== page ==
Thompson is growing into a quality interior defender who can capably serve as the last line of defense (see: above block compilation). His offensive arsenal is (slowly) expanding. But especially while he plays with so many scoring stars and doesn’t get many chances to serve as a featured option, his main source of value undoubtedly stems from his glass-eating habits.

4. Jae Crowder: 5.94

  • Age at start of 2017-18: 27
  • Position: SF
  • 2016-17 Stats: 13.9 points, 5.8 rebounds, 2.2 assists, 1.0 steals, 0.3 blocks, 70.63 TPA (for Boston Celtics)
  • Highest Grade: 7 (multiple voters)
  • Lowest Grade: 4 (Nick Birdsong)

According to ESPN.com’s real plus/minus, Jae Crowder was one of the NBA’s most valuable players, no matter what his box-score numbers might indicate. Only 19 players finished with a higher score, as the small forward who formerly suited up for the Boston Celtics and was part of the haul sent to Cleveland in exchange for Kyrie Irving managed to post a decisively positive score on both ends of the floor.

That shouldn’t be surprising to anyone who watches him.

Crowder doesn’t post gaudy numbers, and he rarely explodes in any singular category. He instead contributes across the board and is willing to do all the little things in a big way. He can defend at a high level against multiple positions, involve his teammates, score from all over the half-court set or in transition, rebound through traffic and inspire his troops with indefatigable effort levels. With him on the floor looking like the NBA’s best middle linebacker, Boston’s net rating improved by 11.5 points per 100 possessions.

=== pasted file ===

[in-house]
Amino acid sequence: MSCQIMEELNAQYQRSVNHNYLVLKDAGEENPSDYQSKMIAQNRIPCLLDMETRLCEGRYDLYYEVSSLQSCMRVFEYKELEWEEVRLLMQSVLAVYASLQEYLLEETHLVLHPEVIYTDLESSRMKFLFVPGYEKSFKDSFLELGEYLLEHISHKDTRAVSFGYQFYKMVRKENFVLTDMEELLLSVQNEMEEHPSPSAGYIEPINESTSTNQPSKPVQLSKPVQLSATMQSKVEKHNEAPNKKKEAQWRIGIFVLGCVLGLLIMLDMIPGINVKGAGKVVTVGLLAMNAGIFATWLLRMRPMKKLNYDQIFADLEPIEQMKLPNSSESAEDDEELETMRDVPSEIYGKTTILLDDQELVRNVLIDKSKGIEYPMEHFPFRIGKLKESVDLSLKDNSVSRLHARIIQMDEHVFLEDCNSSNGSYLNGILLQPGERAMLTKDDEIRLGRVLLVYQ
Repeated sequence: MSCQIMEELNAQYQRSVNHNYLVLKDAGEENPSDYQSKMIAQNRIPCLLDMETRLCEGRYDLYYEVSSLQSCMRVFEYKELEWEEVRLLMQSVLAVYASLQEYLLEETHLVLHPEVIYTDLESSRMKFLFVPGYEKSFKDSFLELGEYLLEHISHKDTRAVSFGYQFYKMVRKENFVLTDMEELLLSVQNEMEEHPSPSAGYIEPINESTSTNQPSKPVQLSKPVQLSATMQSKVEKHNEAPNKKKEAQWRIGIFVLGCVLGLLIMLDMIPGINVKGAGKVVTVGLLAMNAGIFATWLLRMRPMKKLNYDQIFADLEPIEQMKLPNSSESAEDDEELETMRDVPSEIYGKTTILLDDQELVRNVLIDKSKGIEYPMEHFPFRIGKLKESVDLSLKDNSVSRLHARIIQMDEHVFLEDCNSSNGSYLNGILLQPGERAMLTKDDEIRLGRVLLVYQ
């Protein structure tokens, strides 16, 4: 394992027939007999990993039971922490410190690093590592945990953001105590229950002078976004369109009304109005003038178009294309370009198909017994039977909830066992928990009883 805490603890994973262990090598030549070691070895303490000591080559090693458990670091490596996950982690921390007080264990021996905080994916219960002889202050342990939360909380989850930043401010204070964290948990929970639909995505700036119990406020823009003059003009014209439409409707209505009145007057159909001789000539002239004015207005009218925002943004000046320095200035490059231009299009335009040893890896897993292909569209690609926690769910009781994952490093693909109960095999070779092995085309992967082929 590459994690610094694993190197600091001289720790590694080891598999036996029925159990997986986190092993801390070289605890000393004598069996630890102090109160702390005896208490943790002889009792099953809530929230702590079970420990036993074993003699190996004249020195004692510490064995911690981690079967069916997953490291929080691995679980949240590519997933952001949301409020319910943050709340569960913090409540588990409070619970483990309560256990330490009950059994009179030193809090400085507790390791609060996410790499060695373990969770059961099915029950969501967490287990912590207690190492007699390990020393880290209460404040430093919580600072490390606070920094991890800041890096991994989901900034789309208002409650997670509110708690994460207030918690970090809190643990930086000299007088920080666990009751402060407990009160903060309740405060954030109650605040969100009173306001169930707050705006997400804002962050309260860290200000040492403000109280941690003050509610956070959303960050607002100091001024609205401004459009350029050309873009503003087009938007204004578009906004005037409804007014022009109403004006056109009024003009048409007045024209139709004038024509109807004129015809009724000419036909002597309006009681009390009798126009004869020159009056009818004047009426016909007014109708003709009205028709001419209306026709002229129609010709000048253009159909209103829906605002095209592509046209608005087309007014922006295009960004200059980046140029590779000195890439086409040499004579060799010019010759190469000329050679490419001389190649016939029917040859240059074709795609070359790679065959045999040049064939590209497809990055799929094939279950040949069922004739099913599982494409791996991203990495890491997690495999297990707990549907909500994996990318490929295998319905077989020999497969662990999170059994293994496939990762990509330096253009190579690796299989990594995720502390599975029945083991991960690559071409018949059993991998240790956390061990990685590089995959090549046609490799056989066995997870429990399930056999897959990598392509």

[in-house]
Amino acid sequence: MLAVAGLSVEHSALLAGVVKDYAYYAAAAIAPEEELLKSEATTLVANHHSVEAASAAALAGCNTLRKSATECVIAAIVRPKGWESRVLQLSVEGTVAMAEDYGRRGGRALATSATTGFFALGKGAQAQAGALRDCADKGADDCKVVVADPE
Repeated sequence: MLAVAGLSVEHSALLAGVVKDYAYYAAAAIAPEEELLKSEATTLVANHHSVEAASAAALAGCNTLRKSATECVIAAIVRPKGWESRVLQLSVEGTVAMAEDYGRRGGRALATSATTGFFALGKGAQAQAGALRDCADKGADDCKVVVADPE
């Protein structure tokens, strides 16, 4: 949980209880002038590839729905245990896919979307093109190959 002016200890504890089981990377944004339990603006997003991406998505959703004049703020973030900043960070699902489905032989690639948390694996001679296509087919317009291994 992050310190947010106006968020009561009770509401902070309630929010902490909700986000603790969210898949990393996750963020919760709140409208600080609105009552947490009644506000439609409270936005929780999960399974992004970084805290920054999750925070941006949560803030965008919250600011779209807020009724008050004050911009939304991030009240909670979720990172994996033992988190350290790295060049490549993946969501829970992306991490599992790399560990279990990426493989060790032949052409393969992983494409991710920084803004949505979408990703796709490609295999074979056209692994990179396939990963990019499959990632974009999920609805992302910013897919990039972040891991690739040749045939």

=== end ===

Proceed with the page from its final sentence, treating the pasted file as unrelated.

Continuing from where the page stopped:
Imagine if he has that same impact in Northeast Ohio.

3. Kevin Love: 7.69

  • Age at start of 2017-18: 29
  • Position: PF
  • 2016-17 Stats: 19.0 points, 11.1 rebounds, 1.9 assists, 0.9 steals, 0.4 blocks, 26.44 TPA
  • Highest Grade: 8 (multiple voters)
  • Lowest Grade: 7 (multiple voters)

Kevin Love is by no means a perfect basketball player and will never replicate his efforts as a one-man show with the Minnesota Timberwolves. But he’s settled in nicely as the third member of the Cavaliers’ Big Three, thriving as he works in spot-up situations, rebounds and gradually learns ideal defensive positioning within the Cleveland schemes. He’s not a rim-protector, of course, but that doesn’t mean he’s a total liability on defense, either.

Love, though, is still at his best on offense.

The power forward shot 37.3 percent from downtown on 6.5 attempts per game during the 2016-17 season, and his efficiency might skyrocket if he becomes more comfortable working in the post once more. Cleveland has made a concerted effort to involve him more as a featured option who doesn’t just wait for catch-and-shoot tries on the perimeter, which has led to an inevitable adjustment period.

But when he adjusts…

2. Isaiah Thomas: 8.69

  • Age at start of 2017-18: 28
  • Position: PG
  • 2016-17 Stats: 28.9 points, 2.7 rebounds, 5.9 assists, 0.9 steals, 0.2 blocks, 274.58 TPA (for Boston Celtics)
  • Highest Grade: 10 (multiple voters)
  • Lowest Grade: 8 (multiple voters)